To file a complaint regarding a licensed hospital, nursing home, assisted living or home health agency, you should contact the Department of Health’s Office of Health Facility Complaints as follows:

Office of Health Facility Complaints
P.O. Box 64970
St. Paul, MN 55164-0970
(651) 201-4201 or (800) 369-7994

Minnesota Department of Commerce.

The Minnesota Department of Commerce (MNDOC) has some authority to regulate certain health insurance companies and third-party administrators in Minnesota. If your self-insured plan uses a third-party administrator, or your health insurance coverage is through a health insurance company, you may file a complaint with the Commerce Department as follows:

Minnesota Department of Commerce
Division of Energy Resources
85 East Seventh Place, Suite 500
Saint Paul, MN 55101
(651) 539-1886 or (800) 657-3710

United States Department of Labor Employee Benefits Security Administration.

The Department of Labor Employee Benefits Security Administration (EBSA) has authority to regulate self-insured plans. The State of Minnesota does not have authority to directly regulate self-insured plans. To file a complaint about a self-insured plan, you may contact the EBSA as follows:

Employee Benefits Security Administration
Kansas City Regional Office
2300 Main Street, Suite 1100
Kansas City, MO 64108
(816) 285-1800 or (866) 444-3272

Medical Assistance.

Medical Assistance (Minnesota’s Medicaid program) provides medical assistance to low income citizens, children and families, and people with disabilities. To qualify for Medical Assistance, residents must meet income and asset limit eligibility guidelines. For more information about these eligibility requirements, you should contact your county’s human services agency. To view a directory of these agencies by county, click here. You can also call the Minnesota Health Care Programs Help Desk at (651) 431-2670 or (800) 657-3739. Additional information about Medical Assistance, including application instructions, is available from the Minnesota Department of Human Services here.


MinnesotaCare is a health care program for Minnesota residents who do not have access to other health care insurance. Most enrollees pay a monthly premium and may have co-pays for certain services. As with Medical Assistance, applicants must meet eligibility guidelines to qualify for MinnesotaCare. For additional information about these eligibility requirements, you should contact your county’s human services agency. A directory of these agencies is available here. You may also call the Minnesota Health Care Programs Help Desk at (651) 431-2670 or (800) 657-3739. More information about MinnesotaCare, including application instructions, is available from the Department of Human Service here.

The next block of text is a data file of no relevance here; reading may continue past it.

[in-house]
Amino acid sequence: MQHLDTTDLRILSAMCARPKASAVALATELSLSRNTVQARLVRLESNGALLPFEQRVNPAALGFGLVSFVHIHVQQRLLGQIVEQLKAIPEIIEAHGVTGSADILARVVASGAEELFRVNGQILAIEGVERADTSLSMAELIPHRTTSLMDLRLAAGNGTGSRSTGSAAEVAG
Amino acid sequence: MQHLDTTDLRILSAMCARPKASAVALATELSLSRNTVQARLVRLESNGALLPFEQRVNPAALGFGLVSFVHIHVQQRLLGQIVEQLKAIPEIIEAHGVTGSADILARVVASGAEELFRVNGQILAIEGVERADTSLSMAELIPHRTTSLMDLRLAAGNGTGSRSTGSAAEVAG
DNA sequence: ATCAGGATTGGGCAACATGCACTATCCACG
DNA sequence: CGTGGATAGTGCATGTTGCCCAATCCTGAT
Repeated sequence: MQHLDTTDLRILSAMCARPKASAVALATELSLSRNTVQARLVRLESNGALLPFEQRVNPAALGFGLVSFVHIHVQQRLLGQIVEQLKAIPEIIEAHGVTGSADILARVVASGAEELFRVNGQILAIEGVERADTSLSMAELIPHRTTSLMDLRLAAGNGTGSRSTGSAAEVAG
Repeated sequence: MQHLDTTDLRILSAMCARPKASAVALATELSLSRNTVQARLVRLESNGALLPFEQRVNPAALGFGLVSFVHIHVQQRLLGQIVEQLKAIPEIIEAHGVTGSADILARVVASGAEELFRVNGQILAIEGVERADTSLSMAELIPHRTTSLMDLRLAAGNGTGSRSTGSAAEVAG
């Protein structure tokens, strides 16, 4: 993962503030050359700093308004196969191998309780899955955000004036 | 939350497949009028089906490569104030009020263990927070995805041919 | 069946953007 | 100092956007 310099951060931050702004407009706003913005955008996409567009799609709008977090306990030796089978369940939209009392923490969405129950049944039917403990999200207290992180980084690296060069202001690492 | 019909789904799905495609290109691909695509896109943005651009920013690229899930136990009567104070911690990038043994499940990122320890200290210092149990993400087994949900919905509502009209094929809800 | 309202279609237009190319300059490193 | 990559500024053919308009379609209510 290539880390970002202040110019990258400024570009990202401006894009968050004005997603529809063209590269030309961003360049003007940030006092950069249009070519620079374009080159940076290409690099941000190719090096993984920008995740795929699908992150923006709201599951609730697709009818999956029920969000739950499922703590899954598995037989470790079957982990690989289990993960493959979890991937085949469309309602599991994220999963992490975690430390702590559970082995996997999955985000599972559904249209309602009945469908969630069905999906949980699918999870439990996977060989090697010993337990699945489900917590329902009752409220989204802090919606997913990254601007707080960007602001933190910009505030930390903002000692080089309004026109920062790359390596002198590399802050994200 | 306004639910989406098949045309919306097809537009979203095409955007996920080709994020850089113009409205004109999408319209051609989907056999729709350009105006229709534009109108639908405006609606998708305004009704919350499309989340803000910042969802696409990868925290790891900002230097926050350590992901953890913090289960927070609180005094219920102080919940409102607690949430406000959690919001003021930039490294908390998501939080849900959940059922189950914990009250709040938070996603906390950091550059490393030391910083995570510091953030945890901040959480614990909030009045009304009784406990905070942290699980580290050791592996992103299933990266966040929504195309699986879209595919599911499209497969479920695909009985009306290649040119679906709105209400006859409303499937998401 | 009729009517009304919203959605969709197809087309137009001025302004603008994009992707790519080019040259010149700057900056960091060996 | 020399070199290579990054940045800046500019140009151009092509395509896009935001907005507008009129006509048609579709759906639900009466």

Hospital Status.

A common misconception among people is that when you spend time in a hospital, you are automatically admitted as a patient, or an “inpatient,” at the hospital. Yet, even after spending the night in a hospital room, some people learn that they were not really “admitted” to the hospital. Instead, they learn that the hospital classified them as being under “observation.” Being classified as under “observation” can impact Medicare recipients in at least three ways. First, Medicare covers “observation” status stays at hospitals under Medicare Part B, which charges higher co-pays than Medicare Part A. Second, if the patient needs prescription drugs while in the hospital on “observation” status, Medicare will not cover the high cost of these drugs. Third, if a patient requires care at a skilled nursing facility following the hospital stay, he or she must be an inpatient for at least three days before Medicare will pay for any costs at the skilled nursing facility. For more information on this topic, click here.

Additional Resources.

Information about the availability of health insurance and health care can be found on, a website maintained by the federal government.

If you have a question or experience a problem related to medical billing or health insurance, we want to hear from you. Complaints from members of the public help us to identify potential violations of Minnesota law and new problems occurring in the health care marketplace. In addition, we can sometimes help people solve problems they are having with a medical bill or their insurance company. If you would like to file a complaint with this Office, please submit a completed Consumer Assistance Request Form to:

Minnesota Attorney General's Office
1400 Bremer Tower
445 Minnesota Street
St. Paul, MN 55101